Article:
Wednesday, September 1, 2010

9/1 - African Funeral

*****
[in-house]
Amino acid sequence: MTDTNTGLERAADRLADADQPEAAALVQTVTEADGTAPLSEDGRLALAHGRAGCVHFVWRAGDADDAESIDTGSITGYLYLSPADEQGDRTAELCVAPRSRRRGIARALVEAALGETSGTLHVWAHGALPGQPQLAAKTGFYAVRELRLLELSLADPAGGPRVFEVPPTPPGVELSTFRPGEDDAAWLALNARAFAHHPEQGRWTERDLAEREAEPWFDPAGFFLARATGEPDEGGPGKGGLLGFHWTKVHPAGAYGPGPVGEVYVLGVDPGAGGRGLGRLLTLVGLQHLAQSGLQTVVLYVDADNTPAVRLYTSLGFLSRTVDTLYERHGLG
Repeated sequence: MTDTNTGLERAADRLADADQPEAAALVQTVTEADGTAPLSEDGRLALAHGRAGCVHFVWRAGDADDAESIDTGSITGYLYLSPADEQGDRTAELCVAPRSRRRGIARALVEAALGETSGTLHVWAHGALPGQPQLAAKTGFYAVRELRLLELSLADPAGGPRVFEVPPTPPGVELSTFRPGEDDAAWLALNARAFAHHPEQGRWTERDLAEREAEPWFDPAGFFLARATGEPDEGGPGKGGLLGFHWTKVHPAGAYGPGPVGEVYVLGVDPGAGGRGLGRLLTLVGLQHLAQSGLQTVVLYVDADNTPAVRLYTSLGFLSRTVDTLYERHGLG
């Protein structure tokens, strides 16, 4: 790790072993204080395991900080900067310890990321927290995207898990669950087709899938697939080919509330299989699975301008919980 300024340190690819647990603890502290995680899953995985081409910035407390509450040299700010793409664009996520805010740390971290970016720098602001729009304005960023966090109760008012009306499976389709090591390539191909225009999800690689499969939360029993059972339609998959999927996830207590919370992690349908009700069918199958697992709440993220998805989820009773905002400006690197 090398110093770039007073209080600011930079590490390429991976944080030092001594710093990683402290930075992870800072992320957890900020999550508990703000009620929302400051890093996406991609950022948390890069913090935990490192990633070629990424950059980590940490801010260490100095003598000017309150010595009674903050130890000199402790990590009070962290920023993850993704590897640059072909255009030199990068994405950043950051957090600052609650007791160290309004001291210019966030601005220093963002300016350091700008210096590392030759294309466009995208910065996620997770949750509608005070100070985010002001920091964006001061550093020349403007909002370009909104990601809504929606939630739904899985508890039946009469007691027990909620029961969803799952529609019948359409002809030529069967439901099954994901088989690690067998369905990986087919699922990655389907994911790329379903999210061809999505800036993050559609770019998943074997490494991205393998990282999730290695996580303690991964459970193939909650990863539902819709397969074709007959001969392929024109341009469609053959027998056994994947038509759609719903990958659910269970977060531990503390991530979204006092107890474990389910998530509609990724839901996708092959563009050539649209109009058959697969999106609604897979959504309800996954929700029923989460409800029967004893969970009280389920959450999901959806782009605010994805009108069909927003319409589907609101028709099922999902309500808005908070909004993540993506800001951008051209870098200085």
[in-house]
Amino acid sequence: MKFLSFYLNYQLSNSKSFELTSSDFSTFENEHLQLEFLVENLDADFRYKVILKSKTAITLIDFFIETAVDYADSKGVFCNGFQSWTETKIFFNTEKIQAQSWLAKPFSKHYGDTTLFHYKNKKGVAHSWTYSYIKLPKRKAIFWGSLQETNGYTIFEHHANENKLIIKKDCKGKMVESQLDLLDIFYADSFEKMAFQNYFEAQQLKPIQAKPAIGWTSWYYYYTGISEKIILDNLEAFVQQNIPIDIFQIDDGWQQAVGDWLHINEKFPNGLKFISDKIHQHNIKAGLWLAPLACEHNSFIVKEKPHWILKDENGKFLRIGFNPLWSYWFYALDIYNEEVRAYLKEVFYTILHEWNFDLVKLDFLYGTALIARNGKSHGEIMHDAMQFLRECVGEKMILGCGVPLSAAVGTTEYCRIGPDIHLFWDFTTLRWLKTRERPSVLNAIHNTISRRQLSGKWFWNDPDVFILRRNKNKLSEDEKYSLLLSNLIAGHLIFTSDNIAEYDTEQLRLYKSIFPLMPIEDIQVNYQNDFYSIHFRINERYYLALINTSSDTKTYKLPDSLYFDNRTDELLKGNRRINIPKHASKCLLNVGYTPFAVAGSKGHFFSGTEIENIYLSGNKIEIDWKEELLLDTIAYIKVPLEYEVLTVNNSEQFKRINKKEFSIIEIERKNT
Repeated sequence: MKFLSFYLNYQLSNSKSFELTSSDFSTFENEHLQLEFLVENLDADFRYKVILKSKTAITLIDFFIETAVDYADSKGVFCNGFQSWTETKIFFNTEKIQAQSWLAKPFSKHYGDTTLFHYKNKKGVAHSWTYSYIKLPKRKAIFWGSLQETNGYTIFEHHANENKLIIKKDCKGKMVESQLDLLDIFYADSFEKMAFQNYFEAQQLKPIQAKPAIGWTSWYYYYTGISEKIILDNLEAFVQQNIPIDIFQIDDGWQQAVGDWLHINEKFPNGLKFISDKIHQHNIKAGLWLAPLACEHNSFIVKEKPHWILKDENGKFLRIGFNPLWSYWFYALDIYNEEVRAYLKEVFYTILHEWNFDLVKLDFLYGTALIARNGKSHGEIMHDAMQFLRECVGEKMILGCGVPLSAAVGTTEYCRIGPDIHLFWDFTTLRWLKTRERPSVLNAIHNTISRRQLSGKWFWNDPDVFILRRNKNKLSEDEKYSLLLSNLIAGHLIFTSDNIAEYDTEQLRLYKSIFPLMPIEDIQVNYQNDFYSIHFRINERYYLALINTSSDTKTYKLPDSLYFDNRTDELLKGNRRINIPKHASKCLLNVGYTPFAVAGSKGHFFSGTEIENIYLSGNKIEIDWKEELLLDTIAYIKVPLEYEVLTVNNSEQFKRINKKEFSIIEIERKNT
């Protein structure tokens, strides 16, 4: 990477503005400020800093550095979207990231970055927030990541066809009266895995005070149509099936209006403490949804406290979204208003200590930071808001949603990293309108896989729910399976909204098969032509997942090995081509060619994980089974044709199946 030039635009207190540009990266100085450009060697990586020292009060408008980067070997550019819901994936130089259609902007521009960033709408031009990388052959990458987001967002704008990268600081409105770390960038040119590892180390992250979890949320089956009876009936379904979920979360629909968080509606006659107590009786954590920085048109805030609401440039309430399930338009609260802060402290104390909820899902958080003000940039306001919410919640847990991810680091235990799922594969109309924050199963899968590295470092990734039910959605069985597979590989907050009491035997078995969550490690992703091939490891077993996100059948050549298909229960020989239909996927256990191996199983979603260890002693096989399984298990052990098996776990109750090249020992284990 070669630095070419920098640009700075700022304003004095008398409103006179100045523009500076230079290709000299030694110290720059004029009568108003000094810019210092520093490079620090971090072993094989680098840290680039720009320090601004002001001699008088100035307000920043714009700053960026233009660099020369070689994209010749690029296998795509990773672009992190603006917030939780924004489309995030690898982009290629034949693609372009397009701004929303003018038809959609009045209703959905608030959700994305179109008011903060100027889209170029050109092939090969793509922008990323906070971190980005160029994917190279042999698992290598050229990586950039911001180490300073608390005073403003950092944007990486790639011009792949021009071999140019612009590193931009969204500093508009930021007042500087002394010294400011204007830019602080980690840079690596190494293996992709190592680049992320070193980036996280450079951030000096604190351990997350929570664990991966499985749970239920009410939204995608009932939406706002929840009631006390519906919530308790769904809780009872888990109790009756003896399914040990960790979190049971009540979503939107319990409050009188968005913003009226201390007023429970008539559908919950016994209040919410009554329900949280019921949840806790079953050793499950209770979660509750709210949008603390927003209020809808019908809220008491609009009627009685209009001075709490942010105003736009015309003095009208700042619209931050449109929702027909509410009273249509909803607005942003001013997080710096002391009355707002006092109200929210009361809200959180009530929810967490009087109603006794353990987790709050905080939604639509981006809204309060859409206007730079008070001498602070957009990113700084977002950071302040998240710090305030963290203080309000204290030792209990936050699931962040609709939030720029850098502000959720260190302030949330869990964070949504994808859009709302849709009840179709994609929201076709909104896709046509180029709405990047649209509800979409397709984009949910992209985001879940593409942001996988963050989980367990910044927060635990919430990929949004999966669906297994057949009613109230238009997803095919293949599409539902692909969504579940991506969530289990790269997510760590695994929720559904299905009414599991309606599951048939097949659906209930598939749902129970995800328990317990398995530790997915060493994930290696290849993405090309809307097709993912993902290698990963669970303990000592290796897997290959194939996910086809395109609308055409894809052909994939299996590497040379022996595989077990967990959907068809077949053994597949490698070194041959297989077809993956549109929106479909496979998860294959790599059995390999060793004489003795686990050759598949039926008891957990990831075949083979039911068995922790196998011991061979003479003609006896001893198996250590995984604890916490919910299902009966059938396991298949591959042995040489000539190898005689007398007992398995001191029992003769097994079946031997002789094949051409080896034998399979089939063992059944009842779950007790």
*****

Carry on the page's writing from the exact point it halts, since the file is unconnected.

Today, I went to my first African funeral. All of us filed into the church and we shook hands with a man at the doors. We stood in the back of the church during the service. There was reading from the Bible and prayers were said. Some songs were sung in Tonga, also. I noticed that most of the men were standing outside of the church building so that the women could have a seat inside out of the sun. After the songs were sung and prayers were said inside, we lined up and looked inside the casket and then went outside. Once outside, some more songs were sung in Tonga and the casket was laid into the ground. The family shoveled or threw dirt into the grave and once all of the family had a chance to help put dirt in, some men shoveled the rest in. Then they laid some cement on top of the dirt and then put another layer of dirt down. After all of these layers, the men packed the dirt down. At this point, the family, friends, relatives, and anyone else who wanted to, came and put flowers over the grave. The whole grave was covered in flowers by the end. After the flowers were laid down, speeches about Mrs. Moonga were given. The speeches talked about how she was a very "clean" woman and very loving. She was very dedicated to God and was a member of the Kalamo Church of Christ. They spoke alot about her life and how influential she was. After the speeches were completed, a final prayer was said. The family then hosts everyone at their house, the "funeral house", and provides the guests with means and refreshments.

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